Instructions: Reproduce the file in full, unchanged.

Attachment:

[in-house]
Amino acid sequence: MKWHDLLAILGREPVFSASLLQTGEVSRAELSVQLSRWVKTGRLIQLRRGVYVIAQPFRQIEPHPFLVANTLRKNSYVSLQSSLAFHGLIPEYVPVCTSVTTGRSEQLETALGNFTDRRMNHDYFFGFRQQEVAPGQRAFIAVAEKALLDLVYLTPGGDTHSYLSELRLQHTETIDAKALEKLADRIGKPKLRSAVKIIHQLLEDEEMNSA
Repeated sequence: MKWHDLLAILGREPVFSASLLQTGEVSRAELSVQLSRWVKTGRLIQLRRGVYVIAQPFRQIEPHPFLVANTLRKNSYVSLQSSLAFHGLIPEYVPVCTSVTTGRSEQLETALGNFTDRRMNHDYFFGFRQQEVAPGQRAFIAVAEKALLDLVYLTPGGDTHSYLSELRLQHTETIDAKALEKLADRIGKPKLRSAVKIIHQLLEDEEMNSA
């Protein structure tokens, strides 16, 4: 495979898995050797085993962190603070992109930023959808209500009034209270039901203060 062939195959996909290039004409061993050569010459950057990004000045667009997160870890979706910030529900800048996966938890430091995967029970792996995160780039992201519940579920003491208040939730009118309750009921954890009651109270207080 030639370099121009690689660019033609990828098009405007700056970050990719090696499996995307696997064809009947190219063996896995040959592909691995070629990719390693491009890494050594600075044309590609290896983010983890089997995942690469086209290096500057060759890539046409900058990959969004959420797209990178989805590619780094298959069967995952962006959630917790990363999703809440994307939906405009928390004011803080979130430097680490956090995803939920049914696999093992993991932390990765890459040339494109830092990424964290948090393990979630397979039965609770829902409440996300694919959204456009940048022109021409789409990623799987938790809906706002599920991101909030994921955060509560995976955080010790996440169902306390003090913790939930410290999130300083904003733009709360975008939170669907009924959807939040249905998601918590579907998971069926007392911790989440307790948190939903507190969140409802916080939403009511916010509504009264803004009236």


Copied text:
[in-house]
Amino acid sequence: MKWHDLLAILGREPVFSASLLQTGEVSRAELSVQLSRWVKTGRLIQLRRGVYVIAQPFRQIEPHPFLVANTLRKNSYVSLQSSLAFHGLIPEYVPVCTSVTTGRSEQLETALGNFTDRRMNHDYFFGFRQQEVAPGQRAFIAVAEKALLDLVYLTPGGDTHSYLSELRLQHTETIDAKALEKLADRIGKPKLRSAVKIIHQLLEDEEMNSA
Repeated sequence: MKWHDLLAILGREPVFSASLLQTGEVSRAELSVQLSRWVKTGRLIQLRRGVYVIAQPFRQIEPHPFLVANTLRKNSYVSLQSSLAFHGLIPEYVPVCTSVTTGRSEQLETALGNFTDRRMNHDYFFGFRQQEVAPGQRAFIAVAEKALLDLVYLTPGGDTHSYLSELRLQHTETIDAKALEKLADRIGKPKLRSAVKIIHQLLEDEEMNSA
């Protein structure tokens, strides 16, 4: 495979898995050797085993962190603070992109930023959808209500009034209270039901203060 062939195959996909290039004409061993050569010459950057990004000045667009997160870890979706910030529900800048996966938890430091995967029970792996995160780039992201519940579920003491208040939730009118309750009921954890009651109270207080 030639370099121009690689660019033609990828098009405007700056970050990719090696499996995307696997064809009947190219063996896995040959592909691995070629990719390693491009890494050594600075044309590609290896983010983890089997995942690469086209290096500057060759890539046409900058990959969004959420797209990178989805590619780094298959069967995952962006959630917790990363999703809440994307939906405009928390004011803080979130430097680490956090995803939920049914696999093992993991932390990765890459040339494109830092990424964290948090393990979630397979039965609770829902409440996300694919959204456009940048022109021409789409990623799987938790809906706002599920991101909030994921955060509560995976955080010790996440169902306390003090913790939930410290999130300083904003733009709360975008939170669907009924959807939040249905998601918590579907998971069926007392911790989440307790948190939903507190969140409802916080939403009511916010509504009264803004009236």